2. Mariappan A, Soni K, Macheleidt I, et al, Odenthal M, Büttner R, et  al., and Gopalakrishnan J. (2019) Inhibition of CPAP-tubulin interaction prevents proliferation of centrosome-amplified cancer cells. EMBO J. 38(2).

3. Macheleidt I.F., Dalvi P.S., Lim SY., Meemboor S.,et al. Buettner R., and Odenthal M. (2018) Growth arrest of non-small cell lung cancer shown by preclinical studies using the LSD1 inhibitor HCI-2509. Molecular Oncology 12(11), 1965-1979. 

4. Grasse S, Lienhard M, et al. Odenthal M, Büttner R, et al., and Schweiger MR. (2018) Epigenomic profiling of non-small cell lung cancer xenografts uncover LRP12 DNA methylation as predictive biomarker for carboplatin resistance. Genome Med. J 10(1):55.

5. Lim S.Y., Macheleidt, I., Dalvi P., et al. Buettner R., and Odenthal M. (2017). LSD1 modulates the non-canonical integrin β3 signaling pathway in non-small cell lung carcinoma cells. Sci Rep. 7(1), 10292.

6. Meder L, König K, Dietlein F, et al., Odenthal M, Klein F, Büttner R, Schulte JH, Heukamp LC, and Ullrich RT. (2018) LIN28B enhanced tumorigenesis in an autochthonous KRASG12V-driven lung carcinoma mouse model. Oncogene 37:2746-2756.

7. Meder L, Büttner R, and Odenthal M. Notch signaling triggers the tumor heterogeneity of small cell lung cancer. (2017) J Thorac Dis. 9(12):4884-4888.

8. Amer W, Toth C, Vassella E, et al.  Buettner R, Scheel A, Schaefer SC, and Odenthal M. (2017) Evolution analysis of heterogeneous non-small cell lung carcinoma by ultra-deep sequencing of the mitochondrial genome. Sci Rep. 11;7(1):11069.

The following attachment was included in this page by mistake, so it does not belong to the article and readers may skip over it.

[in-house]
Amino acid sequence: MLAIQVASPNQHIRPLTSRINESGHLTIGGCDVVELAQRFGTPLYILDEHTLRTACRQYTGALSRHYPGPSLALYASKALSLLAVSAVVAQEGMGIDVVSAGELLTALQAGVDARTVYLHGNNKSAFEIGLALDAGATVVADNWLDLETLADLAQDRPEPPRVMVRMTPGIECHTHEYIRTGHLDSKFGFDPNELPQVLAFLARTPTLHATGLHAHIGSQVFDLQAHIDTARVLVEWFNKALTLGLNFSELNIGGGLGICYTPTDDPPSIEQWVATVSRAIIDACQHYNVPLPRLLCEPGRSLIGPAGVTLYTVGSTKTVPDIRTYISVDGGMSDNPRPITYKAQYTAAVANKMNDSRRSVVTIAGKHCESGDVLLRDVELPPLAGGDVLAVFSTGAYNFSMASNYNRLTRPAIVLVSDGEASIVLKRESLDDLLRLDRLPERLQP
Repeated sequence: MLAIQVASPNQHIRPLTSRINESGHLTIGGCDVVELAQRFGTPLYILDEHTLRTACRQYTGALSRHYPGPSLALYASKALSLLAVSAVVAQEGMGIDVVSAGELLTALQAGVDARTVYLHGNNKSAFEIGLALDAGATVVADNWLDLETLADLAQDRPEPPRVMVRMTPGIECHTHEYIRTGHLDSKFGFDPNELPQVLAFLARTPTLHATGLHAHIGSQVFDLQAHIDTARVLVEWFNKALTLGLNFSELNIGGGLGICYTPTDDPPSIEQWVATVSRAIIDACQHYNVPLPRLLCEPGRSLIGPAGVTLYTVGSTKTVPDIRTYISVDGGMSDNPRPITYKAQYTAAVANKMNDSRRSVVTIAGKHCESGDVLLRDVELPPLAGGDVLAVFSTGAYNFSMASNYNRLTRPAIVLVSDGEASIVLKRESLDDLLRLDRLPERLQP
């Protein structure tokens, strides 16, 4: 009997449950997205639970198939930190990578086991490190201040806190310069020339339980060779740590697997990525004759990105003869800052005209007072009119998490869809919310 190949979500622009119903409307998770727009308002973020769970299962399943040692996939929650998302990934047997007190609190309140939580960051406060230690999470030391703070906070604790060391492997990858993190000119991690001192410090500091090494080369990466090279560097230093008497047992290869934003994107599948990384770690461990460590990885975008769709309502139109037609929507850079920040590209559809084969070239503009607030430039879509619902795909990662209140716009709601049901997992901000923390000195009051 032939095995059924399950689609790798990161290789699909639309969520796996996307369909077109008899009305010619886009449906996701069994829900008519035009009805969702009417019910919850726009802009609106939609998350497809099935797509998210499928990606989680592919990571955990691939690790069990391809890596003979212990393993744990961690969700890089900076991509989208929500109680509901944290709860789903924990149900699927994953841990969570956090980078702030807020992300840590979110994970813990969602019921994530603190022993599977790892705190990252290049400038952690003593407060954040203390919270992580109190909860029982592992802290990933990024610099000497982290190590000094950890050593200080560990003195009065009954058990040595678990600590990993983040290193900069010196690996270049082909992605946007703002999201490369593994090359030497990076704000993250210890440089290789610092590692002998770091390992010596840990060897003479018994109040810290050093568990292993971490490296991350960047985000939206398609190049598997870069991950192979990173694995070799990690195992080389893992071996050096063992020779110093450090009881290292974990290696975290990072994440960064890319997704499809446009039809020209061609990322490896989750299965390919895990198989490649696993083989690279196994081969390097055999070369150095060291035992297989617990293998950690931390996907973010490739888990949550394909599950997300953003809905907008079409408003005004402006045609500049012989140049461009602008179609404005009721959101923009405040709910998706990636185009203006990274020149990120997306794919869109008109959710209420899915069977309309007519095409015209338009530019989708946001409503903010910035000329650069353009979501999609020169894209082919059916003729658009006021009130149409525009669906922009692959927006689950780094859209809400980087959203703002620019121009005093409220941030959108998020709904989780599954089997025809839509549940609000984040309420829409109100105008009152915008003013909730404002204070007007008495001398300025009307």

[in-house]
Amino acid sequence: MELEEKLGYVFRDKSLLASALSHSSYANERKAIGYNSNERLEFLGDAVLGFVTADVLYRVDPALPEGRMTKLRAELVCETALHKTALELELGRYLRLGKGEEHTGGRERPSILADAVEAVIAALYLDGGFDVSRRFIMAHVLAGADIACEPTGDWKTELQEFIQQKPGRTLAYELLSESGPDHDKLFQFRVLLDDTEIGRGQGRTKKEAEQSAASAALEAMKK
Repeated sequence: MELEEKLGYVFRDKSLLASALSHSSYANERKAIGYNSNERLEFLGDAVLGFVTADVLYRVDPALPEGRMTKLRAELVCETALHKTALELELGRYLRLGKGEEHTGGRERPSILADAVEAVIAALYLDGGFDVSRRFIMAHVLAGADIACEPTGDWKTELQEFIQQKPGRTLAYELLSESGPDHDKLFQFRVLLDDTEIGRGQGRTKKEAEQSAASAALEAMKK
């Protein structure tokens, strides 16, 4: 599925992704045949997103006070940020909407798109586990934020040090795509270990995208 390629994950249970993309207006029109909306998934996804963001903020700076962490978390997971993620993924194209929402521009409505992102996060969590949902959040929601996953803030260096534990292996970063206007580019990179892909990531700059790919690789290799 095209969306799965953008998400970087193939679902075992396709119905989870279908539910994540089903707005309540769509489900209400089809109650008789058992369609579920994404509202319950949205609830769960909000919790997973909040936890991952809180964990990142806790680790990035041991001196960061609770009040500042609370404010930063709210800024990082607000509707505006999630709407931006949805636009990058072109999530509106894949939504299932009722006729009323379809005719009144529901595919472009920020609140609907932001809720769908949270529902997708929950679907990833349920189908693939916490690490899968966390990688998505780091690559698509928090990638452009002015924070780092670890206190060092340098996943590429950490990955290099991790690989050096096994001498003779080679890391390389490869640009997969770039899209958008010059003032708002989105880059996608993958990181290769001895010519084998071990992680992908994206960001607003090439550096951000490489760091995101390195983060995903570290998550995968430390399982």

9. Plenker D., Riedel M., Brägelmann J., et al. Buettner R., Shokat K.M., McDonald N.Q., Kast S.M., Gautschi O., Thomas R.K., and Sos M.L. (2017) Drugging the catalytically inactive state of RET kinase in RET-rearranged tumors. Sci Transl Med. 4(9): 394-405.

Prof. Dr. Reinhard Büttner

Institute for Pathology

Prof. Dr. Reinhard Büttner

Principal Investigator A 1
Executive Board Member

Work +49 221 478 6320

Fax (Work) +49 221 478 6360

Institute for Pathology
Kerpener Str. 62
50937 Cologne

Publications - Reinhard Büttner

Link to PubMed

Prof. Dr. Margarete Odenthal

Institute for Pathology

Prof. Dr. Margarete Odenthal

Co-Principal Investigator A 1

Work +49 221 478 6351

Fax (Work) +49 221 478 6360

Institute for Pathology
Kerpener Str. 62
50937 Cologne

Publications - Margarete Odenthal

Link to PubMed

Group Members

Dr. Priya Dalvi (PostDoc) 
Dr. Iris F. Macheleidt (PostDoc)
Marcel Schmiel (Medical student)
Miriam Weiß (Medical student)
Jie Wang (PhD student)
Hannah Eischeidt-Scholz (technician)

Figure 1

CMMC Research Odenthal
Figure 1: Tumor cell growth arrest upon LSD1 inhibition
Cell growth was inhibited in different NSCLC cell lines by the LSD1 inhibitor HCI-2509 (A) as a result of cell cycle arrest (B). Two transgenic mouse models, carrying conditionally either a tumor driving KRAS or an EGFR mutation (C) were used to study tumor growth in response to LSD1 inhibition using HCI-2509. Computer tomography showed less tumor formation after HCI-2509 treatment in both, the EGFR and the KRAS mutant model (D). HCI-2509-inhibited tumor development (E) was associated with lower Ki67 proliferation rates (F) and in alterations of the H3K4 / H3K9 methylation (Macheleidt et al. 2018).

Figure 2

CMMC Research Odenthal
Figure 2: Gene expression profiling of PC9 lung cancer cells proved changes in expression of cell cycle associated genes upon LSD1 inhibition. Especially, PLK1 and genes of the PLK1 pathway were prominently repressed after LSD1 inhibition (A, B, C). TCGA transcriptomic data sets (D) and immunohistology studies on NSCLC tissue microarrays (E) proved a significant correlation of LSD1 and PLK1 (Dalvi et al. 2019).

Figure 3

CMMC Research Odenthal
Figure 3: PLK1 and CDKN1A are direct targets of LSD1 regulation. ChIP followed by ultra-deep DNA sequencing demonstrated LSD1 interaction with the PLK1 (A) and the CDKN1A promoter (B) (upper panel). LSD1 interaction was decreased after anti-LSD1 siRNA treatments proven by ChIP-qPCR analysis (lower panel).